The European Court of Human Rights (ECHR) has ruled finally that UK prisoners must given the right to vote under UK law. The UK government has now exhausted its appeal avenues, with the ECHR dismissing the UK government's request for an appeal against its original decision made in October 2005.
As a result, the UK has six months in which it must draw up proposals to end the ban on prisoners voting.
The ban has been in place in the UK since 1870. It is considered by many citizens and politicians alike as a principle of fundamental importance.
The right of prisoners to vote has been continually litigated in the UK and the EU since the 2001 High Court case in which John Hirst, a convicted murderer, sued the UK government over the ban and lost. He subsequently went on to win in the ECHR in 2004 and on appeal in 2006.
The ECHR has not ruled that all UK prisoners must be given voting rights. Rather, it has ruled that the UK cannot impose a blanket ban on all prisoners exercising the right to vote. A blanket ban, the ECHR said, is contrary to the European Convention on Human Rights.
The litigation has resulted in heated debates on whether the ban should be lifted from some types of prisoners but not others, in order to satisfy the ECHR ruling. Members of Parliament earlier this year considered lifting the ban from prisoners serving less than one year, up from the four years proposed previously.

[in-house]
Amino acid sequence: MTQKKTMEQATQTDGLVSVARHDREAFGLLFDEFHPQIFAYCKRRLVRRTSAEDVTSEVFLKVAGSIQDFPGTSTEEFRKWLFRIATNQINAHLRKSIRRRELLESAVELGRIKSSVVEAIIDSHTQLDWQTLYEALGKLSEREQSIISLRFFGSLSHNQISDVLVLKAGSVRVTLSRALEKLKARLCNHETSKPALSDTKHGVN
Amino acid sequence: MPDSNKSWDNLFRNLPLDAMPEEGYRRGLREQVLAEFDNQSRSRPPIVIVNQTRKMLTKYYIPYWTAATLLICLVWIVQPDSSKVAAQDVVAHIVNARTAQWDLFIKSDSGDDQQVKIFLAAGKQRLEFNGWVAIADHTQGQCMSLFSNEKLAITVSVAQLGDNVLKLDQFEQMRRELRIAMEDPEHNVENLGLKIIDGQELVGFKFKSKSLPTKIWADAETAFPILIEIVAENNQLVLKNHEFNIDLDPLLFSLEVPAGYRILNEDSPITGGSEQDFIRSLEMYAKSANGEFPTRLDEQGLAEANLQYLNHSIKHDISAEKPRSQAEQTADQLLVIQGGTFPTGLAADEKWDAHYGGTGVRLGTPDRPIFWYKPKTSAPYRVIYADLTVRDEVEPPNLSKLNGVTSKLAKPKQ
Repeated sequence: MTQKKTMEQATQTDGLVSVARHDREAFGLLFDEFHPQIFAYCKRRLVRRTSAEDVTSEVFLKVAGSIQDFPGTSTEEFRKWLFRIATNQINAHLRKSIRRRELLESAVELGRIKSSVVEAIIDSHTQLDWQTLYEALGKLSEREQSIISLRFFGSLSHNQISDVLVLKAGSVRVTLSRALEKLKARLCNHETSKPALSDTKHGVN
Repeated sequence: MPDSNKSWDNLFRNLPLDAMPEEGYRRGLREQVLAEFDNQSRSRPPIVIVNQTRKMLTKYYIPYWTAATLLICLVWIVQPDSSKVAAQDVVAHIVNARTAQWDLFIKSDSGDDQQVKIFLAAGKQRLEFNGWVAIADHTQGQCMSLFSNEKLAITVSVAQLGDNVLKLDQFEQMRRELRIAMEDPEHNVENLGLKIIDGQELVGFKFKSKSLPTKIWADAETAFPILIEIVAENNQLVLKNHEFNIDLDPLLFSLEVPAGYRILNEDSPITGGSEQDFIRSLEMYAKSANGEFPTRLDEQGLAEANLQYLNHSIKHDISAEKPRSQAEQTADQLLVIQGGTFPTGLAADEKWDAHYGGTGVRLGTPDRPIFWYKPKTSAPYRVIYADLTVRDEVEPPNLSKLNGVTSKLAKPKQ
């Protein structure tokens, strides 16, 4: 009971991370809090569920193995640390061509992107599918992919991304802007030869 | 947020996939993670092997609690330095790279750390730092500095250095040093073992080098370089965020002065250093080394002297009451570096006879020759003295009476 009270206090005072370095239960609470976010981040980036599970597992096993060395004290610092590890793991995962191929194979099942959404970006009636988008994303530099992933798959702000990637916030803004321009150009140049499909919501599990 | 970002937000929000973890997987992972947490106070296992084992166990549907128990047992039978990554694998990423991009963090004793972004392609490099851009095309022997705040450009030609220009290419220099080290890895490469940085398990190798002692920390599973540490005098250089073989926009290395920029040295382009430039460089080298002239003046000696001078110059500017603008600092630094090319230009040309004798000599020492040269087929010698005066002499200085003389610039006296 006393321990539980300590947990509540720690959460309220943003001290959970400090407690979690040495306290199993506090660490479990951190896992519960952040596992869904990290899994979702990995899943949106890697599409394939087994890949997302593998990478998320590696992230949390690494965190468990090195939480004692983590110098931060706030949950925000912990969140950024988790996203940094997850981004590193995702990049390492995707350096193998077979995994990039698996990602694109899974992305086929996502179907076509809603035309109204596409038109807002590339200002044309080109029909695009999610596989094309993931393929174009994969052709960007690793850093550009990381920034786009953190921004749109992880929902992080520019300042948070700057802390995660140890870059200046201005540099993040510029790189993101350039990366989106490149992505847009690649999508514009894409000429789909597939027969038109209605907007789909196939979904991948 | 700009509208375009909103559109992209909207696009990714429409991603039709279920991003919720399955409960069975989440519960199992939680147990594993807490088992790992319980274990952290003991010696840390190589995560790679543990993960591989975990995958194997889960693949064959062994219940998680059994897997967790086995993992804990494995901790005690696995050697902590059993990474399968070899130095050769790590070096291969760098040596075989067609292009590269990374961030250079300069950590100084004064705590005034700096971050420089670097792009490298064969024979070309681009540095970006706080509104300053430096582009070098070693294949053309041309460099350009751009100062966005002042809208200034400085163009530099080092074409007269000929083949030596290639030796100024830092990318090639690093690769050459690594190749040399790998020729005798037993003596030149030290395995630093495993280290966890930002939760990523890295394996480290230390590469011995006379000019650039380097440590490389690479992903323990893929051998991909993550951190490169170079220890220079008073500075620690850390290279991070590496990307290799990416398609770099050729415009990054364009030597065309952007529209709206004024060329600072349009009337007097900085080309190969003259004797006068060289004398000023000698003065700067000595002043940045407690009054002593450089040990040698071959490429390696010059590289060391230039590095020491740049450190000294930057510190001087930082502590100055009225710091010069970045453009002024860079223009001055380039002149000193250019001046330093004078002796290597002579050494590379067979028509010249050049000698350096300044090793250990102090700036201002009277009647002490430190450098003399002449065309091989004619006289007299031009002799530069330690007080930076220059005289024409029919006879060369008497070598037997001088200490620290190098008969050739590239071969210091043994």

The implications of the ECHR ruling could be significant. It has been more than five years since the ECHR made its ruling, in which time the UK government has failed to implement the ruling. The UK government will now face the prospect of paying compensation to more than 2,500 prisoners who, have officially complained about being unlawfully disenfranchised.
The ECHR's decision last year resulted in two UK prisoners being awarded €5,000 for what was deemed to be a breach of their human rights in being unable to vote. The costs to UK taxpayers for continued non-compliance with the ECHR's ruling could be significant.
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